People object to wearing nametags for a variety of reasons.
They feel silly, they want their privacy, it clashes with their clothes, their hair gets caught in it, it offends their obsessive compulsive tendencies, or they simply don’t want strangers using their name in public.
My favorite objection came from a cowboy who once approached me on an airport shuttle years ago.
He moseyed up and asked what the story behind the sticker was. And after giving my spiel, he responded with a smile and a wink and said:
I’d never want to wear a nametag every day, because then I’d actually have to be good.
That’s the kind of moment that makes me want to testify before congress. If we could get a law passed that required all citizens to wear nametags, the crime rate would probably plummet.
Because now there would be no temptation for us to act from a position of anonymity. Nametags would paint people into accountable corners and limit them to only practicing honorable action.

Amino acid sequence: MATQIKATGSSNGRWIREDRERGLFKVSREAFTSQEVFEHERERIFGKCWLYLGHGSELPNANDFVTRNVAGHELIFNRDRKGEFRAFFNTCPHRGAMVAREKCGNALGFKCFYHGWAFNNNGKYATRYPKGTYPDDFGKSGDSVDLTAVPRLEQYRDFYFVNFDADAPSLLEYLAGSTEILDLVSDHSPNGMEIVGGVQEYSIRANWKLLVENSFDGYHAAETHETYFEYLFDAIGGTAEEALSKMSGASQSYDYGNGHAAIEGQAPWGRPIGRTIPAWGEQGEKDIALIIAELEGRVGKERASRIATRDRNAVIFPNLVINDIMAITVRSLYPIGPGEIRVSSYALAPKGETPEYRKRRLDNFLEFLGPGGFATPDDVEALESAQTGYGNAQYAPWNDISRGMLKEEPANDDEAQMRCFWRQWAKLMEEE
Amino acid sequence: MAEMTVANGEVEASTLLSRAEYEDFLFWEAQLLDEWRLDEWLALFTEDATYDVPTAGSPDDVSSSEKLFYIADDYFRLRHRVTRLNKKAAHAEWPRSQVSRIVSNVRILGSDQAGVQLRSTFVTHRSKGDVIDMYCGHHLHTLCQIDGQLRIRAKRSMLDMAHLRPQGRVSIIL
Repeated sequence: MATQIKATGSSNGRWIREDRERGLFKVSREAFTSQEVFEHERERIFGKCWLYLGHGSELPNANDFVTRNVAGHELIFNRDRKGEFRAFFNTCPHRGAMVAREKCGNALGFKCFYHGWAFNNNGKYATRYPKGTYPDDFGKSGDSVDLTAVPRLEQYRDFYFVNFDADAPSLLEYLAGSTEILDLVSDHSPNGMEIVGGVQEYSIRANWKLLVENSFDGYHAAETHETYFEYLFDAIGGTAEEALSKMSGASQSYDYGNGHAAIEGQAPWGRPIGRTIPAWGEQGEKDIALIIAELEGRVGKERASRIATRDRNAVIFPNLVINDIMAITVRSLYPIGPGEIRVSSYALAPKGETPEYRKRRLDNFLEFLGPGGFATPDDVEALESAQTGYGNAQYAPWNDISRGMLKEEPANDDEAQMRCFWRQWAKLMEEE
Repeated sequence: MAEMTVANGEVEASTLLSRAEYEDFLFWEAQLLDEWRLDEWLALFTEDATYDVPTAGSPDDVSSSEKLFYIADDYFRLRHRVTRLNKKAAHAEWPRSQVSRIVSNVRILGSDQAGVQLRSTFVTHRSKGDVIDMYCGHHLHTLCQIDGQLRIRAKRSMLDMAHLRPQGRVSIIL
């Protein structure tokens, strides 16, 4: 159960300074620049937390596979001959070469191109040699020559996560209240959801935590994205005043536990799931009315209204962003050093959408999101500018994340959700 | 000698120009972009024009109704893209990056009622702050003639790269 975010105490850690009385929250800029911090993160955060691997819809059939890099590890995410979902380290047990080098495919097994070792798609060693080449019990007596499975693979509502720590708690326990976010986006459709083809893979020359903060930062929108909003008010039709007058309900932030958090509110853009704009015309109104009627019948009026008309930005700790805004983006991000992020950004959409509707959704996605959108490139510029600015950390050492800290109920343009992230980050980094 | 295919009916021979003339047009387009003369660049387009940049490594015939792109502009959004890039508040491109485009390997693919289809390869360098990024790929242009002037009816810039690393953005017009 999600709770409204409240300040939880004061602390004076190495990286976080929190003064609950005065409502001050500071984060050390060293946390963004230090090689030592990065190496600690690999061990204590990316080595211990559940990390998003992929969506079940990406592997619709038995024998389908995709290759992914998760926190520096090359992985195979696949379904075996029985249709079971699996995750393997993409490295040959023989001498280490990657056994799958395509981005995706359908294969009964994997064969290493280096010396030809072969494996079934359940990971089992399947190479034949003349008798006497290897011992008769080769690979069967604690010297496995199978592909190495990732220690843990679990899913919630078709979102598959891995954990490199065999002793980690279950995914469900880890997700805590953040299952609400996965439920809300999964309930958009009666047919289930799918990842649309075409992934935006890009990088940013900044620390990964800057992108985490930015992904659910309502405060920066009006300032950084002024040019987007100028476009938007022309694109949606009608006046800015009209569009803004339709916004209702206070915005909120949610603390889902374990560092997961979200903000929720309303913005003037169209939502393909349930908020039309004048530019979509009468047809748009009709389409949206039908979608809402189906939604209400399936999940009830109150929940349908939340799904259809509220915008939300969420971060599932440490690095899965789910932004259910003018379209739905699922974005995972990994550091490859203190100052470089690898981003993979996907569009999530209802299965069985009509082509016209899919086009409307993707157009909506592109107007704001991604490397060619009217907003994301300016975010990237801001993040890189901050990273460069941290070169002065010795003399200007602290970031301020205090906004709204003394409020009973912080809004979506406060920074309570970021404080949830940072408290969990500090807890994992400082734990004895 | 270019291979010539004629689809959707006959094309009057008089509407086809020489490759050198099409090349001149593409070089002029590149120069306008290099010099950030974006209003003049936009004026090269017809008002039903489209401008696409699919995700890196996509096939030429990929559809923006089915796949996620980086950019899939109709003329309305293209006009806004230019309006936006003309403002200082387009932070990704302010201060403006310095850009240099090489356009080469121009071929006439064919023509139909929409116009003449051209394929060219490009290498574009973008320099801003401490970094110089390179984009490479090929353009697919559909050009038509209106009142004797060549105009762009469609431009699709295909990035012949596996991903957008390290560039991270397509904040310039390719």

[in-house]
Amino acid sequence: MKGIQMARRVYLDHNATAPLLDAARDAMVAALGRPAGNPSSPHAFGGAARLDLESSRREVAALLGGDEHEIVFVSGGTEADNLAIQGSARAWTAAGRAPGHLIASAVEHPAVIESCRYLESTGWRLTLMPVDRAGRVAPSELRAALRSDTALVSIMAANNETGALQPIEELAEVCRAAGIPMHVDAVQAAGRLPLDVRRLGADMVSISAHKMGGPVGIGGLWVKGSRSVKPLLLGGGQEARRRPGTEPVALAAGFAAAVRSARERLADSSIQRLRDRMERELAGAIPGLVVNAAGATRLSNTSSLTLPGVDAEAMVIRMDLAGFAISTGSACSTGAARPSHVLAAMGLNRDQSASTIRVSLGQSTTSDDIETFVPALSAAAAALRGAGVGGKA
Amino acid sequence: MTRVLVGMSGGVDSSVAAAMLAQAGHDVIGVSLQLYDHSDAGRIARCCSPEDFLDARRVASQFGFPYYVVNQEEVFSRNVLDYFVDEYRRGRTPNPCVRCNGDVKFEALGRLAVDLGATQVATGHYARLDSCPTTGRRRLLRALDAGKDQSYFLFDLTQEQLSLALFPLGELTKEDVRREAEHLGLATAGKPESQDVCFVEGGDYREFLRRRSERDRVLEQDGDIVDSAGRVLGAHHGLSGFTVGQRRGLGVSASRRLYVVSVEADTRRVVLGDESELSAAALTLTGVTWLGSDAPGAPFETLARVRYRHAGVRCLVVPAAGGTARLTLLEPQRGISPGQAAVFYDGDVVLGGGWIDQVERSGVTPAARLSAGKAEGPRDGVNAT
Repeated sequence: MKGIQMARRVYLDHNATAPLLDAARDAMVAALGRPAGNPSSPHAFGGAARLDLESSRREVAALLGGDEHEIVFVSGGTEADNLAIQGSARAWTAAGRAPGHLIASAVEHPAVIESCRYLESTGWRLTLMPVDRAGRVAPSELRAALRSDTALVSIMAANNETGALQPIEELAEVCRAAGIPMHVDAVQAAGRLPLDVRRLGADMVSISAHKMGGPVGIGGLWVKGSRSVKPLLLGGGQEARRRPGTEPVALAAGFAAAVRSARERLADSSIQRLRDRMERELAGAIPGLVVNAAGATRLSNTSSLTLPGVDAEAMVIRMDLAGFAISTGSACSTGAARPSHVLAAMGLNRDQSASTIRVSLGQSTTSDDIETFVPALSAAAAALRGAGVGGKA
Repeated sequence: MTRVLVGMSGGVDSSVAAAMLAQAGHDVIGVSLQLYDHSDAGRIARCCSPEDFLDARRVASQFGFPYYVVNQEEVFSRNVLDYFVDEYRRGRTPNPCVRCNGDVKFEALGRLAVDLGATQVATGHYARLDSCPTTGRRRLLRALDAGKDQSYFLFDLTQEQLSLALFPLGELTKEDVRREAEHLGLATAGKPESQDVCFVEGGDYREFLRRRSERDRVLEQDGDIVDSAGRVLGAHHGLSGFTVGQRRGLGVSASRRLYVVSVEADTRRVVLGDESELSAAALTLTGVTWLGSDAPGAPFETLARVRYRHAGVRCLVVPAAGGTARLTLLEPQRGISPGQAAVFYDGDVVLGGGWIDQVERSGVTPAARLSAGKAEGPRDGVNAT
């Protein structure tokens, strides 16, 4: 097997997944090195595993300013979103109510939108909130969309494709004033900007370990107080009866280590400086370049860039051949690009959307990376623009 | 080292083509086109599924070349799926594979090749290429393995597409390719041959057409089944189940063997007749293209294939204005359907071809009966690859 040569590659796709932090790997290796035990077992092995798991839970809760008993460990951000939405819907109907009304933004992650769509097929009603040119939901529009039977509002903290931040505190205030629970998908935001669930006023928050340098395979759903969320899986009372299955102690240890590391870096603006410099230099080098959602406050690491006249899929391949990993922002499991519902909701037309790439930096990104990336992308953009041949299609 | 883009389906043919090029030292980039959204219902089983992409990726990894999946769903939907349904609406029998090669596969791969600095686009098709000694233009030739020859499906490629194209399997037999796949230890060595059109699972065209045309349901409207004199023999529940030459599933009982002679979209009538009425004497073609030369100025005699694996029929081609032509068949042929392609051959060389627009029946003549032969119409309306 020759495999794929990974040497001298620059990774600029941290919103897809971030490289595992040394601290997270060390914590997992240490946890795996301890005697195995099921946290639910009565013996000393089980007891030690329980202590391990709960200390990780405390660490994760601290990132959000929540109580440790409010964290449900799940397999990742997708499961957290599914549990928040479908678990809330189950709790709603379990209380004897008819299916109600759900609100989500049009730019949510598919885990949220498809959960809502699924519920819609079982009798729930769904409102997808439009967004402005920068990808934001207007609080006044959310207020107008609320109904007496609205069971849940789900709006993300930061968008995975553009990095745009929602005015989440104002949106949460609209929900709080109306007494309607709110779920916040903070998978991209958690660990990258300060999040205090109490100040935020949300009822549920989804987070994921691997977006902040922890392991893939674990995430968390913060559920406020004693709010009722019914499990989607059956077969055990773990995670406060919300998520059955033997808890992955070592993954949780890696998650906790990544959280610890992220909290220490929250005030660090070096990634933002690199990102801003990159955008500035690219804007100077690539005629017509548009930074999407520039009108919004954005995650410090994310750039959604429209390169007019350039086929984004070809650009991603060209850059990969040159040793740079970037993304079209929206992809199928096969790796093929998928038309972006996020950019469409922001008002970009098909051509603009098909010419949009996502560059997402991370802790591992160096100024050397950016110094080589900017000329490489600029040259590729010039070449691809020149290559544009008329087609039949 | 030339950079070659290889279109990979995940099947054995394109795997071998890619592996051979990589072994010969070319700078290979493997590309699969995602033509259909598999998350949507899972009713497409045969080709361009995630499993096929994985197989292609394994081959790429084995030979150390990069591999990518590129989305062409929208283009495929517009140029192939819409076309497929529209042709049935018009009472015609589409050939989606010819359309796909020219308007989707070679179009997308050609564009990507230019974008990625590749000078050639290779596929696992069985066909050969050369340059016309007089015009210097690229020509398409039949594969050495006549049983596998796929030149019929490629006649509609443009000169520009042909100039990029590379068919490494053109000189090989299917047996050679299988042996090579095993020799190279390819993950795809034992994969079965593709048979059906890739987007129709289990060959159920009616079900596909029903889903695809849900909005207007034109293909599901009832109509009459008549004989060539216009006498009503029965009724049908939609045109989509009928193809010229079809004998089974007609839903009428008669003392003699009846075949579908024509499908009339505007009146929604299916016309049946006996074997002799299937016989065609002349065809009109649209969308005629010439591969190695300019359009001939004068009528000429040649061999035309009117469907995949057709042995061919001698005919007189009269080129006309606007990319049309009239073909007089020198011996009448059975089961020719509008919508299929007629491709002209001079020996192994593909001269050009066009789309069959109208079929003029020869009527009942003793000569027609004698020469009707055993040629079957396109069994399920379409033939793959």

The healthcare industry is actually way ahead of us on this front. Years ago, the state legislature passed something called the badge law. It requires health care practitioners to wear nametags during their shifts. The law reads that when providing care to a patient, the nametag must display in readily visible type the individual’s name and the license, certification, or registration held by that practitioner.
Violation of this section is a ground for disciplinary action against the health care practitioner by the practitioner’s licensing board or other regulatory authority.
The purpose, the law says, is to protect the rights of those being cared for. All patients and their family members have the right to know the name and status of the person providing their care. This ultimately helps their medical concerns to be taken seriously and addressed.
The beauty of this badge law is, it creates accountability through attribution. By directly tying professional actions to personal identity, workers ultimately make better decisions.
Because with the nametag, they’re on the hook.
Whereas some anonymous cog in the corporate machine might be more prone to negligent behavior.
LET ME ASK YA THIS…
What’s your objection to wearing a nametag?